"We would say it's a 'sporting hatch'," says Honda's head honcho, Stephen Collins.
And sporting it is, with its clever turbocharged 1.5-litre engine a willing and perky unit, delivering plenty of oomph all over the rev range and with no noticeable, soul-destroying lag in its power delivery.
The steering, too, has a sporty flavouring, it's super direct, and offers such crisp direction changes that you have to pay keen attention driving, as even the slightest input will see you steering out of your lane. And while the ride is a little crashy through bumps, it pays you back with composed cornering antics that see the front wheels hanging on to the tarmac for much longer than you might expect.
But the best trick of the 1.5-litre engine is that it doesn't require much accelerator to make it move, which means there's never too much strain on the CVT auto in town. And, given the auto is both loud and intrusive when you ask too much of it, that can only be a good thing.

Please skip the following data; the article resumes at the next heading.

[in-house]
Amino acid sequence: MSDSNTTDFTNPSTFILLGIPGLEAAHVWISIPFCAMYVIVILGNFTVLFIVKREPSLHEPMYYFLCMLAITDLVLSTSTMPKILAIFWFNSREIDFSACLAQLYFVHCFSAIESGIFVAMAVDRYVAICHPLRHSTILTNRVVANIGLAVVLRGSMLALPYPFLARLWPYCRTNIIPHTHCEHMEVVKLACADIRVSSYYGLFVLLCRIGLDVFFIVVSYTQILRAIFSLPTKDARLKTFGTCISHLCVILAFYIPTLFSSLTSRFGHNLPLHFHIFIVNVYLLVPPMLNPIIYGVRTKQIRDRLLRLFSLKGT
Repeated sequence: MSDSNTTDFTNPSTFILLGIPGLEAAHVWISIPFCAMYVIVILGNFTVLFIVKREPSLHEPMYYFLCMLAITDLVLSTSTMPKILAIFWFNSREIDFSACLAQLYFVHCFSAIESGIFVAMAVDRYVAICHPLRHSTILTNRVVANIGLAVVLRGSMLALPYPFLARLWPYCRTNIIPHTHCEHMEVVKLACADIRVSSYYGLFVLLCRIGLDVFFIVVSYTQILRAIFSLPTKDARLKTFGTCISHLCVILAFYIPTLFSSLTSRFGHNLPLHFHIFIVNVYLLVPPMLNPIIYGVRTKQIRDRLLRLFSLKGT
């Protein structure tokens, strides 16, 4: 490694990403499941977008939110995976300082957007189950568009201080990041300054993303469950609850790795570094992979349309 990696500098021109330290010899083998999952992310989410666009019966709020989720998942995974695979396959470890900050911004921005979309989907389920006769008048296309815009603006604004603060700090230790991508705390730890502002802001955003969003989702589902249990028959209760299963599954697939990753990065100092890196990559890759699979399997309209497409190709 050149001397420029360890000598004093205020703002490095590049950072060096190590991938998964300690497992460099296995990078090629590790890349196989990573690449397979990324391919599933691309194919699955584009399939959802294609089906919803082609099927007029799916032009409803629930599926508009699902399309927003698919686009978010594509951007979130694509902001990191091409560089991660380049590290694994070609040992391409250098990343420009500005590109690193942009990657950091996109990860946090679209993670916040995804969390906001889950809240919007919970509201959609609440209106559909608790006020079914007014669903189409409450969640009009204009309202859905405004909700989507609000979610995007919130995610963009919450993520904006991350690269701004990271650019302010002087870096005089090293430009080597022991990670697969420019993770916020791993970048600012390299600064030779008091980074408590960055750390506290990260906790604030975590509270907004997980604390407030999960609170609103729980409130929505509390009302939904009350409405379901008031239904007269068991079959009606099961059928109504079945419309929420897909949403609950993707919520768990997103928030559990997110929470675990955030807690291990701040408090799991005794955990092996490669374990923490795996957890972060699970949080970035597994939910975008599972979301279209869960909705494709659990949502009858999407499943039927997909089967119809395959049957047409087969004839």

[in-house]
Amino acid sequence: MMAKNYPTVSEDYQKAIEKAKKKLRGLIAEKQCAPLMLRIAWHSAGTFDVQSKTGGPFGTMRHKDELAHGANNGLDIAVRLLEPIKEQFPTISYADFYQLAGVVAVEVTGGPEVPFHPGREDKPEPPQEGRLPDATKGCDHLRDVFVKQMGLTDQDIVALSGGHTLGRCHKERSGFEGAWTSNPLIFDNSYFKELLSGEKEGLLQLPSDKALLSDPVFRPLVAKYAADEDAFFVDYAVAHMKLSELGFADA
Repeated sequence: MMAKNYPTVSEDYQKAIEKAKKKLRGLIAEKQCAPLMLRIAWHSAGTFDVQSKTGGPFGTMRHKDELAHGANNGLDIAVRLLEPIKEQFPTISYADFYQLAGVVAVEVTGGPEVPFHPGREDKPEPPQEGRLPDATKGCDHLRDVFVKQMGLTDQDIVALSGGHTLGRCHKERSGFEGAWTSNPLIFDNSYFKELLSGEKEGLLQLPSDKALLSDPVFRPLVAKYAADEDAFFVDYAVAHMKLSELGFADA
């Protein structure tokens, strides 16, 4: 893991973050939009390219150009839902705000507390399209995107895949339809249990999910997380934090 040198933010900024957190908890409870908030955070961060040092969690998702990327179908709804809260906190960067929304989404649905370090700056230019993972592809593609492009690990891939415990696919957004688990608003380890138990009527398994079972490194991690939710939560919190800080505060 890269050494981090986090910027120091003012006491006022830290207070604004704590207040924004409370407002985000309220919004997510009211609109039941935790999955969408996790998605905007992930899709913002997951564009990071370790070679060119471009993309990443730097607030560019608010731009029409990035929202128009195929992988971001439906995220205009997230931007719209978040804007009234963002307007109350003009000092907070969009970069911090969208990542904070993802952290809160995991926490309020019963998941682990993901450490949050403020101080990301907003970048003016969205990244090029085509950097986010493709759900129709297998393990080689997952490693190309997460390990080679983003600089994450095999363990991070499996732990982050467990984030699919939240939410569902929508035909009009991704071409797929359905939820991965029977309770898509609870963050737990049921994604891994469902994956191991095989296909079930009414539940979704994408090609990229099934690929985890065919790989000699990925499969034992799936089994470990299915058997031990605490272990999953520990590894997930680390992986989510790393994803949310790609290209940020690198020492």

Like most CVT 'boxes, it's quiet and composed in city driving, but loud and with a tendency to surge when you start to test it. So much so that heavy acceleration requires a kind of lucky dip as to when to back off the throttle, with the Civic continuing to accelerate for a moment or so even once you get off the gas.
Happily, then, the 1.8-litre models are much easier to classify. They're the cheap ones.